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ngeka
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The regime in Cameroon can be compared with the present military junta in Myanmar, which thinks that it can use brute force to muzzle free speech and effectively sweep under the carpet any aspirations of its citizens to determine their destiny. If Cameroon's leaders have ever read, and have any knowledge of history,they should know that their readiness to use force against Anglophone Cameroonians in the hope that the Anglophone problem will go away will fail. It has often baffled me how educated, and supposedly cultured men would want to silence any traces of dissent by the use of force. Where is the difference then between Ahidjo's Cameroon and the democratization and free that Biya and his cronies claim to have introduced in Cameroon after 1990? Why victimize some one because he/she has views contrary to yours? Why victimize Anglophones because they are asking for something that rightfully belongs to them? Why use the military, financed by tax payer's money, against the very tax payers? I understand that after 1990 the forces of law and order were educated on the concept of the rights of the individual vis-a-vis their job requirements. It is now clear that, that was a wasted effort. It was done to deceive the international community and so benefit from debt cancellation. The entire Political, economic and social system in Cameroon needs overhauling and most important, Cameroonian politicians need to be schooled on Democracy and the Rights of the individual. The use of force as a means to an end has never succeeded, and wiil not succeed in Cameroon.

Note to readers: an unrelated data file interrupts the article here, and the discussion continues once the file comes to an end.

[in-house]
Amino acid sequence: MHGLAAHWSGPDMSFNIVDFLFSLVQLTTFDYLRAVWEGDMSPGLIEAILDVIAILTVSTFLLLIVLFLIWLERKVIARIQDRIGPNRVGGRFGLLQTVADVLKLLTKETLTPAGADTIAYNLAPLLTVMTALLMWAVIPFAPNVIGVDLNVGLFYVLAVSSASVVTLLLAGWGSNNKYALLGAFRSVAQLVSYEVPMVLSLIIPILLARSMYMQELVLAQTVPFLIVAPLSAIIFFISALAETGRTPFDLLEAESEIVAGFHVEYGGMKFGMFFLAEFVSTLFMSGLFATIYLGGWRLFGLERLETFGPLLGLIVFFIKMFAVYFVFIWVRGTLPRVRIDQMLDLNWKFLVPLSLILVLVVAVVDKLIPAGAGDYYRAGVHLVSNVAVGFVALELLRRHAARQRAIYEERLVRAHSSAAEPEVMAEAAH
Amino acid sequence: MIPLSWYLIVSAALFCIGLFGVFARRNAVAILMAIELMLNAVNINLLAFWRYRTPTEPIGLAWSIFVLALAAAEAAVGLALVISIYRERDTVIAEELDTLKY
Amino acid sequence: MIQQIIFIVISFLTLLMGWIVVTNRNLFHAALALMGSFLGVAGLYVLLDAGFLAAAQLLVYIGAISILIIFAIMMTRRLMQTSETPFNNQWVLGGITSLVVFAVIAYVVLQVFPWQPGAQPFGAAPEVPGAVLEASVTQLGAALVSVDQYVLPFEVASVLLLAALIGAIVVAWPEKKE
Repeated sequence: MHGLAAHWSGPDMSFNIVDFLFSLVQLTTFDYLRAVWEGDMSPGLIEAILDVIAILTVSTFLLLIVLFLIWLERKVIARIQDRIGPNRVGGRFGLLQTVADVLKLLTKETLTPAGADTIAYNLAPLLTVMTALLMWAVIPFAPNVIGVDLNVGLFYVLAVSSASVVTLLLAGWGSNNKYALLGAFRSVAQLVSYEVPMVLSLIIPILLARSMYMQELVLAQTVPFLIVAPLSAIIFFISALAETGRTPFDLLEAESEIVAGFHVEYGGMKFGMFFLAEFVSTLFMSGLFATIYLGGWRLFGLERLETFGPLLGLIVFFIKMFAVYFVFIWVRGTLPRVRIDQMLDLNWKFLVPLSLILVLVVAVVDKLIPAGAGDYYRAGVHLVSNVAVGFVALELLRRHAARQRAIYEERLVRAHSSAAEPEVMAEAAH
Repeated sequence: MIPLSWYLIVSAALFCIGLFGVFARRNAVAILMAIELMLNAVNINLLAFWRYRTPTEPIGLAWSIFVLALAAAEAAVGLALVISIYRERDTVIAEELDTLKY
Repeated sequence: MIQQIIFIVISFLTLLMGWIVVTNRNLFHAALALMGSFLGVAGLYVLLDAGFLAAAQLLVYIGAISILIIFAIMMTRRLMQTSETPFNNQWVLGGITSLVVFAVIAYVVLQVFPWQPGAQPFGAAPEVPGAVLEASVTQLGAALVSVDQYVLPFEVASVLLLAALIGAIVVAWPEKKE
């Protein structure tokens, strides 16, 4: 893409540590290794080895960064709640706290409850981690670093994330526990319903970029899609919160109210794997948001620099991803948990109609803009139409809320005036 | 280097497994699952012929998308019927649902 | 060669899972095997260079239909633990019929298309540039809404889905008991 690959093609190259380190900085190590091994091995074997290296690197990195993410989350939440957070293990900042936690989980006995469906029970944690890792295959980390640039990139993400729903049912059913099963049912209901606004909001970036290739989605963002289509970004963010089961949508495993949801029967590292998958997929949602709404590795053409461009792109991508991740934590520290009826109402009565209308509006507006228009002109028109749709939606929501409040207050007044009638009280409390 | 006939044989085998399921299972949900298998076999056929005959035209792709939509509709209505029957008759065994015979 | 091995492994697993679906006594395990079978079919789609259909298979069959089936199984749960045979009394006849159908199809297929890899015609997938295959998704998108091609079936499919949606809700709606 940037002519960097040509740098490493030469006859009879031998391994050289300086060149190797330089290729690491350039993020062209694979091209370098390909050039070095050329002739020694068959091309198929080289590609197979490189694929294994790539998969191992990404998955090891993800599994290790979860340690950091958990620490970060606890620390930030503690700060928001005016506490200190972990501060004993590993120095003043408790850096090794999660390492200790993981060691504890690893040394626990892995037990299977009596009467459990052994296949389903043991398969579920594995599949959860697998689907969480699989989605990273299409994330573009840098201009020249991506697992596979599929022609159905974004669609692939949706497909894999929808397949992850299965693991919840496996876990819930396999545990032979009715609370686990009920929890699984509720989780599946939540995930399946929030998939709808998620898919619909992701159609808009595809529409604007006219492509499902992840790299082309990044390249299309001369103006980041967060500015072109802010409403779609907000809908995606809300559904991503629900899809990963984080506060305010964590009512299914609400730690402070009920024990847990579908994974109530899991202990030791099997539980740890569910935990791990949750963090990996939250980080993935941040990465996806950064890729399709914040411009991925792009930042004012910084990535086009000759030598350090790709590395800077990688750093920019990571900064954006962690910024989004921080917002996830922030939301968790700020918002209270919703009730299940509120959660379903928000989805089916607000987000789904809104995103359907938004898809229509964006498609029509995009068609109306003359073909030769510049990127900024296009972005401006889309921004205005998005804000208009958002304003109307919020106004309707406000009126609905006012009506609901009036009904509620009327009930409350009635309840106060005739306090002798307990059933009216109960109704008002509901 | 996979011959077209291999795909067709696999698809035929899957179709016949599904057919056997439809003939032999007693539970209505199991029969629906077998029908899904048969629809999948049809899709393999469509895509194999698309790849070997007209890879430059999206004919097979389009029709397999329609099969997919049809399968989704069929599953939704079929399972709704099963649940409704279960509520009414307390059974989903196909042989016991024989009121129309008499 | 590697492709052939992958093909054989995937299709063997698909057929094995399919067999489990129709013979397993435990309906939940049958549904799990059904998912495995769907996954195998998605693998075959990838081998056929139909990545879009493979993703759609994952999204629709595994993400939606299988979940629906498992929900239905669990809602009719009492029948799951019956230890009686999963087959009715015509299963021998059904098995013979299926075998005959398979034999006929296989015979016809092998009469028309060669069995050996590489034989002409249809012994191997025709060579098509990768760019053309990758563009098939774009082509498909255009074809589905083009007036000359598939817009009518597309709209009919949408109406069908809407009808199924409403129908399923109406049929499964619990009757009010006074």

Thanks to Prince Mbain, the famous Prince like most of us who've carried out research in the National Archives Buea, know him, much of what is written on Anglophone Cameroon history today would be impossible. And to think that this valiant son of Anglophone Cameroon (or Southern Cameroon as some would prefer to it)would be work himself to death in the name of volunteer work is pathetic, to say the least. I recall how as post graduate students we use to crowed the small reading room at the archives each of us bugging "Prince" for this or that file. All of us wanted our demands for files to be met. In fact,some of us requested up to five files at once. And when we did not have them we'd curse. Little did we know that much of this work was "voluntary". Many students would have abandoned their "maitrise", MA,or Ph.D research topics, and many authors would have restructured their book projects had it not been for the benevolence of "Prince". My guese is that if "Prince" leaves much of our history would be lost for ever.